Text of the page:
rfi

On air
  • RFI English Live
  • RFI French Live

Czech Republic Debt Economic crisis European Court of Justice European press review Eurozone

Issued on • Modified

European press review

media
Wikimedia Commons

We start this week with one of the biggest stories in Europe over the last seven days: the agreement to provide Greece with a new financial bailout.


The European Union has tried to put the Greek debt crisis behind it once and for all.

After marathon talks, eurozone finance ministers decided that Athens can receive some 130 billion euros over the next two years. But according to Greek daily To Ethnos, the money will not be enough to get the country back up on its feet.

The crisis has rumbled on for two years, and Greece has accumulated a back-log of tasks that may prove too difficult to overcome. So there is no room for manoeuver and no room for error, the centre-left newspaper says.

Negotiations with its eurozone partners were so tough that Greece is unlikely to get any leniency should it trip up. If the reforms do not encourage economic growth, then more austerity could be on the way.

It wasn’t only Greece on the receiving end of warnings from Brussels this week.

The European Commission warned Hungary that it could lose almost half a billion euros in development subsidies from the EU next year if it fails to rein in its budget deficit.

Budapest has until 1 January to bring its deficit below the ceiling of three percent of Gross Domestic Product. The daily Nepszabadsag says the threat is unjustified. No EU country has received such a warning, the liberal newspaper says. Not even the Greeks, who conned Europe for years.

Other countries are also in a worse state. The paper says the move is more likely linked to Hungary’s row with the commission over its new constitution, which has raised concern in Brussels about the state of democracy, and the independence of the justice system and the media.

These other countries, it says, are less insolent and that’s why the teacher is not rapping them across the knuckles.

But it’s not all been one-way traffic. Brussels has had its fair share of criticism with protests over the Anti-Counterfeit Trading Agreement (ACTA).

As a result of the demonstrations over fears that free speech could be stifled on the internet, the European Commission has decided to refer the agreement to the European Court of Justice, to see whether it’s legal.

Dossier: Eurozone in crisis

Twenty-two EU nations have signed it so far, but Germany and Poland are backing away.

Germany’s Stuttgarter Zeitung warns that Europe’s leaders must tackle the issue of internet policy if they are to stop society from being divided into digital and analogue worlds.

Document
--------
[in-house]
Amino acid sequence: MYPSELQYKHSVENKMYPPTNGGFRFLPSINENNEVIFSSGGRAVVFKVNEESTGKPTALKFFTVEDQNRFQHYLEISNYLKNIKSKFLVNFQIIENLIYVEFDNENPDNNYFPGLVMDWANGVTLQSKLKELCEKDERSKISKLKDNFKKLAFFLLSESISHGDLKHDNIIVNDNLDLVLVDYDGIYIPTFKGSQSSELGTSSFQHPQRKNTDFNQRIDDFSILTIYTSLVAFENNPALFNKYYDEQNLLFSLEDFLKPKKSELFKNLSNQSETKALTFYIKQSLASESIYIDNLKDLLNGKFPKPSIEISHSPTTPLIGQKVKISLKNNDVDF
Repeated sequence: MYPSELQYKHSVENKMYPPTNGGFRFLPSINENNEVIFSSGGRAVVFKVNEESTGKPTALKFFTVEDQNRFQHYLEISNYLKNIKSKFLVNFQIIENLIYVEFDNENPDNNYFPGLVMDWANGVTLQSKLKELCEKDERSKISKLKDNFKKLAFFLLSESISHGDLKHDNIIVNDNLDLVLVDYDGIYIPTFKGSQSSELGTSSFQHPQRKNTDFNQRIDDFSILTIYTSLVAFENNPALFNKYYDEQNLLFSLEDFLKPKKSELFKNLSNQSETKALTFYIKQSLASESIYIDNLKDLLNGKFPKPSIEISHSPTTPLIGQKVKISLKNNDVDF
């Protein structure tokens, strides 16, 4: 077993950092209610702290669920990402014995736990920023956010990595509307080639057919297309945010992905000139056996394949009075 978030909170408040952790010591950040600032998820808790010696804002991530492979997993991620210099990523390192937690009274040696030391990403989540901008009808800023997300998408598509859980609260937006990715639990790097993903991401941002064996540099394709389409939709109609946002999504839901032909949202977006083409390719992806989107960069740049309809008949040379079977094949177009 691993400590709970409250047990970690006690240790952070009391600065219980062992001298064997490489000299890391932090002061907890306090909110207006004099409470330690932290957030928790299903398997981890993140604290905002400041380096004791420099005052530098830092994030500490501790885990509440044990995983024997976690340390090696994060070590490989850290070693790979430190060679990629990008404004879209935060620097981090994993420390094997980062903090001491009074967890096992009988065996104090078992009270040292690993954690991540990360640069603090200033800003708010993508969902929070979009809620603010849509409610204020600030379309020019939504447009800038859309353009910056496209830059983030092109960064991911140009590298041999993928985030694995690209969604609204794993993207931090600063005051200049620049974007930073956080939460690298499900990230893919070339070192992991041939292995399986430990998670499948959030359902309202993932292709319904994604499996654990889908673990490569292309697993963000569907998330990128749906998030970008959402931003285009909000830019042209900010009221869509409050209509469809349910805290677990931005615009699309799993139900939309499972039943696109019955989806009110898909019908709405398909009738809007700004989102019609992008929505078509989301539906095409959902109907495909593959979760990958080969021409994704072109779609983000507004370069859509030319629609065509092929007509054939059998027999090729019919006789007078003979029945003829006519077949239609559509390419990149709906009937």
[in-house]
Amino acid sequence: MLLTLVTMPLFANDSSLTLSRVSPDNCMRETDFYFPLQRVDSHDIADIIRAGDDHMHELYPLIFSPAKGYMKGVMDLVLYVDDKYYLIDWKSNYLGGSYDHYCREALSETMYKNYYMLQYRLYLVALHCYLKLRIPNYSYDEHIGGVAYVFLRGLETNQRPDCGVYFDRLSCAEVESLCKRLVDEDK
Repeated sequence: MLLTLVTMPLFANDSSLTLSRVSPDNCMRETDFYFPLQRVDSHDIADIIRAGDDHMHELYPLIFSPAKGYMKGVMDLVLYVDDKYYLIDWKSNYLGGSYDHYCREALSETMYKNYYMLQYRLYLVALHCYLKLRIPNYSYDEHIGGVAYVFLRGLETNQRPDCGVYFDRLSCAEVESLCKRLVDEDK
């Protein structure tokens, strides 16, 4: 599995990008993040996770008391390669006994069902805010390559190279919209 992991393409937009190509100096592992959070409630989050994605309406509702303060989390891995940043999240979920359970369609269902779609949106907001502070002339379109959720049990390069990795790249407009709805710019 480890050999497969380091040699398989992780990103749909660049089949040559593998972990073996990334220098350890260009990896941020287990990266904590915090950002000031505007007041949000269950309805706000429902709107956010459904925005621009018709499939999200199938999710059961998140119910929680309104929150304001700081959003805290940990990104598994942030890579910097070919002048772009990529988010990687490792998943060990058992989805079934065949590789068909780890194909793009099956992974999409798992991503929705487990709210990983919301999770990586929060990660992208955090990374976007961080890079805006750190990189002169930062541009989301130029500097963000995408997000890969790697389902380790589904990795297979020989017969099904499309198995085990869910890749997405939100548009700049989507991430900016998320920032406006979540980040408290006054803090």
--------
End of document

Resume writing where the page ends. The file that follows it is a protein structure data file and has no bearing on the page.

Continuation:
Internet policy is no longer a niche activity - it’s as important as any other policy, the liberal daily says. Politicians must come to grips with its substance, and not leave control in the hands of the self-appointed digital avant-garde or commercial providers.

All stake holders have to be involved to ensure greater transparency. But politicians must define the rules for this sector and defend them, the paper says.

Syria continued to dominate headlines this week, with scores killed in the city of Homs, including two western journalists.

As European Union foreign ministers prepare to tighten sanctions against the regime of President Bashar al-Assad next week, Belgium’s De Morgen accuses the West of being too lenient.

The centre-left daily says leaders have condemned the killings and lamented the loss of life, but it says that lamenting won’t save anybody. The West has done little since China and Russia vetoed UN action against Damascus.

International efforts lack urgency, and this is what is required now, given the incredible number of deaths, the paper says. Some options could be to resume talks with Russia, hold direct talks with Assad or even cut off military supplies to his armed forces. But nothing is happening.

And we end this week in the Czech Republic, where a well-known artist has been sent to prison over his work.

The guerilla performance artist Roman Tyc has been jailed for a month for refusing to pay a fine for one of his stunts. He was ordered to pay around 2400 euros five years ago for changing the red and green figures on road crosswalk lights.

In their place, he put up quirky images of legless, hanged or drinking figures, even some of people walking dogs, or women with children. Hospodarské Noviny says the art stunt was fun, popular and ranks among his best work.

Even the judge admitted that the public liked it, but insisted that city property was damaged.

However, the business daily says that it’s unclear exactly what offence was committed. Tyc is no political prisoner, for sure, but he has become a symbol of the stupidity of the powers that be.